Injection to replace bullet to the head

Source:Global Times Published: 2009-11-6 3:20:59

A lethal-injection room

By Guo Qiang

All criminals facing the death penalty in Beijing will be subject to lethal injection instead of a gunshot to the head, starting from next year, the Beijing Youth Daily reported Thursday. The move was welcomed by legal experts.

A lethal-injection room has been completed and is ready for official use, marking the end of execution by gunshot in the capital city.

Beijing has only applied lethal injection to certain government officials, such as Zheng Xiaoyu, former director of the State Food and Drug Administration, since the country legalized the new method in 1997, according to the report.

There is no official figure of the number of executed convicts in China. According to Amnesty International, at least 1,718 people were executed and at least 7,003 people are known to have been sentenced to death in 2008.

Many other cities, including Kunming, Shanghai, Guangzhou and Chengdu, have been administering lethal injections to some prisoners.

The room, built near the city's No. 1 detention center, which houses death-row inmates in Dougezhuang town, in eastern Beijing, has been under inspection by local court personnel who carry out the death penalty, the paper reported. The courts tasked with sentencing executions are working on a route that could be used when police officers escort executed prisoners to the room.

The room is a two-story building, well equipped with execution and observation rooms and a disinfection facility, the Legal Mirror reported Thursday. Infrared light and surveillance screens were also put into place in the event of a convict's escape.

The practice of lethal injection is believed to be easier to manage, safer, faster and pollution-free, the report said.

Would-be inmates in line for execution will receive intravenous injections controlled by a syringe operated by trained medical staff, the Beijing Youth Daily reported. Forensic doctors will determine whether the prisoners are dead or not, based on a computer-generated report.

After years of effort, China has rolled out a commonly used dose used for lethal injections that is a mixture of barbiturates, a muscle relaxant and potassium chloride, according to the Xinmin Evening News.

The barbiturates are used to make the prisoners lose consciousness, the muscle relaxant paralyzse the heart and paralyze pulmonary activities, while the third ingredient, potassium chloride, can lead to cardiac arrest, according to medical experts.

Currently the drug is provided free of charge to local courts by the Supreme People's Court. Before that, the Supreme Court controlled it and local courts had to pay 300 yuan ($41) per dose.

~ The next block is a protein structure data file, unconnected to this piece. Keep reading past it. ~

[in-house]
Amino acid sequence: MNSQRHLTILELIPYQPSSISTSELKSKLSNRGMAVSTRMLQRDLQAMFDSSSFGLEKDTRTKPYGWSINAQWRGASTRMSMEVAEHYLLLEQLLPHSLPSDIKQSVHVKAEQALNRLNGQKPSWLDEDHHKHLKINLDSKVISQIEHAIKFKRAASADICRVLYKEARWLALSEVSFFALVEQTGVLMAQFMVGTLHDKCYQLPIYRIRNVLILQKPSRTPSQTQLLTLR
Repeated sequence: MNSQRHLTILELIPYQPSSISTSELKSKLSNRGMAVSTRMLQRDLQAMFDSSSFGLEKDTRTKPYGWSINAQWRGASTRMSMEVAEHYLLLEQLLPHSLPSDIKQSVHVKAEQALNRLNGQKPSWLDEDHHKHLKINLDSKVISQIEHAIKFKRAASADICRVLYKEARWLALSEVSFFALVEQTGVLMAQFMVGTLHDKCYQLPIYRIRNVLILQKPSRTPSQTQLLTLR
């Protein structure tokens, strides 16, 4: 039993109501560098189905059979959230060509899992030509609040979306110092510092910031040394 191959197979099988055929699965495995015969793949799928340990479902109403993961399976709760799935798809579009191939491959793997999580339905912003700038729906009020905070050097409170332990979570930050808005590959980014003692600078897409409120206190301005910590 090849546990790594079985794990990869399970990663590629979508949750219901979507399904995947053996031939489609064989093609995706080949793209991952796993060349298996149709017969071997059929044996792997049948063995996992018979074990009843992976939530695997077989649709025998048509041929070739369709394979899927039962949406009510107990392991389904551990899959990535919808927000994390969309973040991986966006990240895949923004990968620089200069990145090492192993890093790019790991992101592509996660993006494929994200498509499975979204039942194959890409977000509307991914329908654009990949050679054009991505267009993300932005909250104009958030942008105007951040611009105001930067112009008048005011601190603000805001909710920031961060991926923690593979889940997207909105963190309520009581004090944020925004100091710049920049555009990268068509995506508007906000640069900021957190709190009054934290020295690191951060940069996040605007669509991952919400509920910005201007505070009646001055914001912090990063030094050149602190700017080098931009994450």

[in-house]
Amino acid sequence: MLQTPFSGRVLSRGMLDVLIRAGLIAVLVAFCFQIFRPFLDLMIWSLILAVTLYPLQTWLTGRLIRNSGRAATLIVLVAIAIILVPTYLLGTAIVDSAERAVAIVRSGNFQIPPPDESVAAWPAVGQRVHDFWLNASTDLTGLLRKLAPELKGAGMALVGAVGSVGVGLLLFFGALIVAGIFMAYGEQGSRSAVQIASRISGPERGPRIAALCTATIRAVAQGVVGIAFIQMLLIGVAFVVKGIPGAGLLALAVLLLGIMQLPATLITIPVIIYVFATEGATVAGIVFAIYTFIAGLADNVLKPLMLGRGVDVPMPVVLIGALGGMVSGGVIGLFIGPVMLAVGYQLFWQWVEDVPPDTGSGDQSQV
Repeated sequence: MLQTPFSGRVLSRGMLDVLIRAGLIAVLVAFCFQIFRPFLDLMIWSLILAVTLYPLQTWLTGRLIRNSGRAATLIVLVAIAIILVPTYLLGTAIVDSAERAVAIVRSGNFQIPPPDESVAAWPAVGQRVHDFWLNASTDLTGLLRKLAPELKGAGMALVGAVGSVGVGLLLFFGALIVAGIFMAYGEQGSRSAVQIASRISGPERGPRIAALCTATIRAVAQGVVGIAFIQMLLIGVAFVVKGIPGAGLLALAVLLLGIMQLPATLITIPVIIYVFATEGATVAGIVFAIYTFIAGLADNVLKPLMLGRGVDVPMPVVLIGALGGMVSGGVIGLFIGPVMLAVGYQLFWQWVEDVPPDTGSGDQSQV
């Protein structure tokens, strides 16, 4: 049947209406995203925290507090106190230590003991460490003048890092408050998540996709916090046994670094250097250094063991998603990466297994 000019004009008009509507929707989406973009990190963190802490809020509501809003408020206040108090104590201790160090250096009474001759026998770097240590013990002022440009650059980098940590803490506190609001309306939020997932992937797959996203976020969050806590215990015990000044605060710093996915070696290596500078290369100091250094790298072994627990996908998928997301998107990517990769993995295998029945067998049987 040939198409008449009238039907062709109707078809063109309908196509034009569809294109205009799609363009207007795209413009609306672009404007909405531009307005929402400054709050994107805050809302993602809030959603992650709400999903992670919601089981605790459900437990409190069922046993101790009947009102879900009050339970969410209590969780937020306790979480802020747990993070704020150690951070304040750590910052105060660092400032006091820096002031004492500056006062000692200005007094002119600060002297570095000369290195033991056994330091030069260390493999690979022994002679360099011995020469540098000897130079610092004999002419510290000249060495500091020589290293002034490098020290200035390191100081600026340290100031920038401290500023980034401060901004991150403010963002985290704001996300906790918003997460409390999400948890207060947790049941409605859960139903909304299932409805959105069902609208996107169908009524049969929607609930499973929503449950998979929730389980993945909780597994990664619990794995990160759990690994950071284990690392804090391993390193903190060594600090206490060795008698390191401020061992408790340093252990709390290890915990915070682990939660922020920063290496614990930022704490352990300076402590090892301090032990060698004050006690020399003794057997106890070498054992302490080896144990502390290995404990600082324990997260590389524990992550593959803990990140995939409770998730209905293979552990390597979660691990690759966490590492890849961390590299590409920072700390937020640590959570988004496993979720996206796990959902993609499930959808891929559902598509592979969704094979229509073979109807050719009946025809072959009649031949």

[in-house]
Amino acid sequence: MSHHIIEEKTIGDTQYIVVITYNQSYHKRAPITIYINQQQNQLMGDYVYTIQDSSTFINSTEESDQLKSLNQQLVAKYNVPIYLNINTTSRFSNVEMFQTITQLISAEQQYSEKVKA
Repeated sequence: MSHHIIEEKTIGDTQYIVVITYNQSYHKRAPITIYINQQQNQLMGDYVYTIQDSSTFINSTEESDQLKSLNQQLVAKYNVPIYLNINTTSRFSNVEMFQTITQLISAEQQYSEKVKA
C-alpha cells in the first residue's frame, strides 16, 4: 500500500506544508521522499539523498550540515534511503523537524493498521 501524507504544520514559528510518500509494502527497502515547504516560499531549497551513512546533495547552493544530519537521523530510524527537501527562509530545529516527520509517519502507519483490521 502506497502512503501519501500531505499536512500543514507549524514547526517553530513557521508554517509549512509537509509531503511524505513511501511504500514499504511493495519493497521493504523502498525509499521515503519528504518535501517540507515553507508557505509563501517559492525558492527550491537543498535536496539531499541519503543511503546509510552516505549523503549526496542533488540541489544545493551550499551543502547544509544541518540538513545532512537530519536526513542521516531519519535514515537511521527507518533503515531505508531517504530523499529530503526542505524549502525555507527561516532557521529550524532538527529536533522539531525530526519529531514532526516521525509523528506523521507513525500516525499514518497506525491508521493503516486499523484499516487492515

Despite calls for China to abolish capital punishment, the country has showed no signs of scrapping the practice, citing a possibly worsening public security environment.

But lethal injection appeared on the debating table after China amended the Criminal Procedure Law in 1997, with an alternative option to "a bullet to the head" that has been adopted in China since 1979.

As early as 1997, Kunming, the capital city of China's Yunnan Province, made its mark after becoming the first city to adopt the method, the Xinhua News Agency reported.

He Jiahong, deputy director of the Research Center for Criminal Law Studies at the Renmin University of China, told the Global Times that the practice is much more humane for death-row inmates.

"Bullets are the equivalent of torture and a revenge for prisoners' misbehavior, " he said.

Qu Xinjiu, a professor at the China University of Political Science and Law, is also supportive of the lethal injection, saying it does not need many police officers and special locations in order to be carried out.

Lethal injection has now become equally used after becoming a privilege for former officials or the rich in the early years since its introduction.

In 2000, Cheng Kejie, former vice chairman of the Standing Committee of the National People's Congress, was executed by lethal injection in Beijing. Zheng Xiaoyu, former director of the State Food and Drug Administration, met the same fate in 2007 for bribery.

Thursday, Xu Wei, the son of local official Xu Fengshan, in Yushu, in Northeast China's Jilin Province, was executed by lethal injection by the Changchun Intermediate People's Court for intentional murder and organizing and masterminding mafia-like crime gangs, according to Xinhua.

"The method of execution, by gunshot or injection, should be the same for all death-row criminals," He Jiahong said. "They should not just be judged by their status."

But lethal injection seems to have a long way to go before it is commonly used in the country.

It is estimated that a lethal injection vehicle would cost 700,000 yuan ($95,812) and an execution field 1 million yuan, legal expert Liu Renwen said in a report.

But the cost for a death-row prisoner, which is covered by the government, stood at merely 700 yuan.

Liu said the time is ripe to promote the use of injections instead of bullets, amid the current economic development, especially following the sharp decrease in the number of capital punishment sentences after the Supreme People's Court (SPC) regained the right of death-penalty review.

An Baijie and Zhang Han contributed to the story

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